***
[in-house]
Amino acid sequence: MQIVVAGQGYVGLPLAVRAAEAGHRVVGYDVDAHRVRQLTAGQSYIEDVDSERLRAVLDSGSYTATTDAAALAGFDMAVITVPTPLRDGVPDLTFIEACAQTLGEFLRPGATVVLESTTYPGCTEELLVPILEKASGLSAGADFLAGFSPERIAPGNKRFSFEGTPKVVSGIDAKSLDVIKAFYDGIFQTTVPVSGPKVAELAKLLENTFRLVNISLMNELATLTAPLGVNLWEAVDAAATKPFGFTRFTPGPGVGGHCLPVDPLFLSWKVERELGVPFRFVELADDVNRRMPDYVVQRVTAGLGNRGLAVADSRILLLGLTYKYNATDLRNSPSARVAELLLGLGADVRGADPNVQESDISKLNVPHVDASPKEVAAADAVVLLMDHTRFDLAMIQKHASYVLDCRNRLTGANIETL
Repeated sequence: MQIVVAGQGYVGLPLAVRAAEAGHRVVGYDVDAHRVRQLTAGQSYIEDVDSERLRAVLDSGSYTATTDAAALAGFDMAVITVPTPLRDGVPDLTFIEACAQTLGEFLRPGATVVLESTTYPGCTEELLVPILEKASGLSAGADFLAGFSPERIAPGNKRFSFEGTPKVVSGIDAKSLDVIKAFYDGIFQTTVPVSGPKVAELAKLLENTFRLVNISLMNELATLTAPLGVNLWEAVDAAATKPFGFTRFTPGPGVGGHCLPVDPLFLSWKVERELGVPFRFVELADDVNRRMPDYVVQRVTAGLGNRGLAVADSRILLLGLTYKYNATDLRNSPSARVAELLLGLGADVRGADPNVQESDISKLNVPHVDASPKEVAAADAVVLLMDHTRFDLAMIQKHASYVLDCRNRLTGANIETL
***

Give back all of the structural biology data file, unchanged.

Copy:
[in-house]
Amino acid sequence: MQIVVAGQGYVGLPLAVRAAEAGHRVVGYDVDAHRVRQLTAGQSYIEDVDSERLRAVLDSGSYTATTDAAALAGFDMAVITVPTPLRDGVPDLTFIEACAQTLGEFLRPGATVVLESTTYPGCTEELLVPILEKASGLSAGADFLAGFSPERIAPGNKRFSFEGTPKVVSGIDAKSLDVIKAFYDGIFQTTVPVSGPKVAELAKLLENTFRLVNISLMNELATLTAPLGVNLWEAVDAAATKPFGFTRFTPGPGVGGHCLPVDPLFLSWKVERELGVPFRFVELADDVNRRMPDYVVQRVTAGLGNRGLAVADSRILLLGLTYKYNATDLRNSPSARVAELLLGLGADVRGADPNVQESDISKLNVPHVDASPKEVAAADAVVLLMDHTRFDLAMIQKHASYVLDCRNRLTGANIETL
Repeated sequence: MQIVVAGQGYVGLPLAVRAAEAGHRVVGYDVDAHRVRQLTAGQSYIEDVDSERLRAVLDSGSYTATTDAAALAGFDMAVITVPTPLRDGVPDLTFIEACAQTLGEFLRPGATVVLESTTYPGCTEELLVPILEKASGLSAGADFLAGFSPERIAPGNKRFSFEGTPKVVSGIDAKSLDVIKAFYDGIFQTTVPVSGPKVAELAKLLENTFRLVNISLMNELATLTAPLGVNLWEAVDAAATKPFGFTRFTPGPGVGGHCLPVDPLFLSWKVERELGVPFRFVELADDVNRRMPDYVVQRVTAGLGNRGLAVADSRILLLGLTYKYNATDLRNSPSARVAELLLGLGADVRGADPNVQESDISKLNVPHVDASPKEVAAADAVVLLMDHTRFDLAMIQKHASYVLDCRNRLTGANIETL